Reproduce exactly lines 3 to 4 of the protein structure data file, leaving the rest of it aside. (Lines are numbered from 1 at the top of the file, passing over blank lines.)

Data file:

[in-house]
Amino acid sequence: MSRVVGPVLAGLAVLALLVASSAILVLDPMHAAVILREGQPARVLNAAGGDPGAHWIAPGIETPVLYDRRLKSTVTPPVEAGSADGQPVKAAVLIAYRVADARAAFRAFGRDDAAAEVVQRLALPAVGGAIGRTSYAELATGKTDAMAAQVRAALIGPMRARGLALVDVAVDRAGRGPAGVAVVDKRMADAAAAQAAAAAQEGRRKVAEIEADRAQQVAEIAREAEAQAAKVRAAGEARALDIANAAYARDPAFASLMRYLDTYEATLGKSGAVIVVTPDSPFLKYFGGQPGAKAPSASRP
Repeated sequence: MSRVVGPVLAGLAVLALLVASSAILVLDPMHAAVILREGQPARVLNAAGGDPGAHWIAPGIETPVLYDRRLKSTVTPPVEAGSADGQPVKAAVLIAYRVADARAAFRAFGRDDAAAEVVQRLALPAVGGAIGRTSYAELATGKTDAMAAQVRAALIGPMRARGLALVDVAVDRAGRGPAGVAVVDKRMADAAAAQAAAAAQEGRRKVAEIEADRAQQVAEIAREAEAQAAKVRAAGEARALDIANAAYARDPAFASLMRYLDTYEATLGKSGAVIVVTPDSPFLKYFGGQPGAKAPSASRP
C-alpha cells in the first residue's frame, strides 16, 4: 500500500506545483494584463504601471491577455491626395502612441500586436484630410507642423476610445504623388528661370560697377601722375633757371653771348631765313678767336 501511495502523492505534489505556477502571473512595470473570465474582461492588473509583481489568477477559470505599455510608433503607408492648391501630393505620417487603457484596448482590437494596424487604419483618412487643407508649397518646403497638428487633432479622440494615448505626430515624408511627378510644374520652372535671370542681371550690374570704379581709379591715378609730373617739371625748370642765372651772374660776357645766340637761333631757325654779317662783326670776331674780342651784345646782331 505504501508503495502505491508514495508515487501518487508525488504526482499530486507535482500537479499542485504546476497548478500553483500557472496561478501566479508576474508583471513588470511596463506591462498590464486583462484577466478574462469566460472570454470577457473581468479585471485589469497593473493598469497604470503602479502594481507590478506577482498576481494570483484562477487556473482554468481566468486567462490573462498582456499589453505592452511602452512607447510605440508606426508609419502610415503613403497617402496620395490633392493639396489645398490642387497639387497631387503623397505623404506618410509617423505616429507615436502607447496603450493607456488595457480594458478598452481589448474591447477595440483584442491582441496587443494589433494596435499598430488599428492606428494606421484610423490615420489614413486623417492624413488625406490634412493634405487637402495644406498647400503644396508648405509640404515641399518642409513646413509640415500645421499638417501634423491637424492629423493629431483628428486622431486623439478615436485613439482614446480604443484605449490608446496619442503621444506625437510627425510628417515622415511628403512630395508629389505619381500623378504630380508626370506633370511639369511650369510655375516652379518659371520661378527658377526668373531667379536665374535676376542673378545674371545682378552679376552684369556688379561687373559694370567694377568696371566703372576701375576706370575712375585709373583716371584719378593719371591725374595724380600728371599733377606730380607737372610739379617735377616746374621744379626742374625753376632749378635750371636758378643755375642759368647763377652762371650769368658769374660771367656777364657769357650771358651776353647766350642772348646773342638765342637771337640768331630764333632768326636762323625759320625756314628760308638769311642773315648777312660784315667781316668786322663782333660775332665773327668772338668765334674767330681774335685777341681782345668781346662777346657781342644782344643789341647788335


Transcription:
Repeated sequence: MSRVVGPVLAGLAVLALLVASSAILVLDPMHAAVILREGQPARVLNAAGGDPGAHWIAPGIETPVLYDRRLKSTVTPPVEAGSADGQPVKAAVLIAYRVADARAAFRAFGRDDAAAEVVQRLALPAVGGAIGRTSYAELATGKTDAMAAQVRAALIGPMRARGLALVDVAVDRAGRGPAGVAVVDKRMADAAAAQAAAAAQEGRRKVAEIEADRAQQVAEIAREAEAQAAKVRAAGEARALDIANAAYARDPAFASLMRYLDTYEATLGKSGAVIVVTPDSPFLKYFGGQPGAKAPSASRP
C-alpha cells in the first residue's frame, strides 16, 4: 500500500506545483494584463504601471491577455491626395502612441500586436484630410507642423476610445504623388528661370560697377601722375633757371653771348631765313678767336 501511495502523492505534489505556477502571473512595470473570465474582461492588473509583481489568477477559470505599455510608433503607408492648391501630393505620417487603457484596448482590437494596424487604419483618412487643407508649397518646403497638428487633432479622440494615448505626430515624408511627378510644374520652372535671370542681371550690374570704379581709379591715378609730373617739371625748370642765372651772374660776357645766340637761333631757325654779317662783326670776331674780342651784345646782331 505504501508503495502505491508514495508515487501518487508525488504526482499530486507535482500537479499542485504546476497548478500553483500557472496561478501566479508576474508583471513588470511596463506591462498590464486583462484577466478574462469566460472570454470577457473581468479585471485589469497593473493598469497604470503602479502594481507590478506577482498576481494570483484562477487556473482554468481566468486567462490573462498582456499589453505592452511602452512607447510605440508606426508609419502610415503613403497617402496620395490633392493639396489645398490642387497639387497631387503623397505623404506618410509617423505616429507615436502607447496603450493607456488595457480594458478598452481589448474591447477595440483584442491582441496587443494589433494596435499598430488599428492606428494606421484610423490615420489614413486623417492624413488625406490634412493634405487637402495644406498647400503644396508648405509640404515641399518642409513646413509640415500645421499638417501634423491637424492629423493629431483628428486622431486623439478615436485613439482614446480604443484605449490608446496619442503621444506625437510627425510628417515622415511628403512630395508629389505619381500623378504630380508626370506633370511639369511650369510655375516652379518659371520661378527658377526668373531667379536665374535676376542673378545674371545682378552679376552684369556688379561687373559694370567694377568696371566703372576701375576706370575712375585709373583716371584719378593719371591725374595724380600728371599733377606730380607737372610739379617735377616746374621744379626742374625753376632749378635750371636758378643755375642759368647763377652762371650769368658769374660771367656777364657769357650771358651776353647766350642772348646773342638765342637771337640768331630764333632768326636762323625759320625756314628760308638769311642773315648777312660784315667781316668786322663782333660775332665773327668772338668765334674767330681774335685777341681782345668781346662777346657781342644782344643789341647788335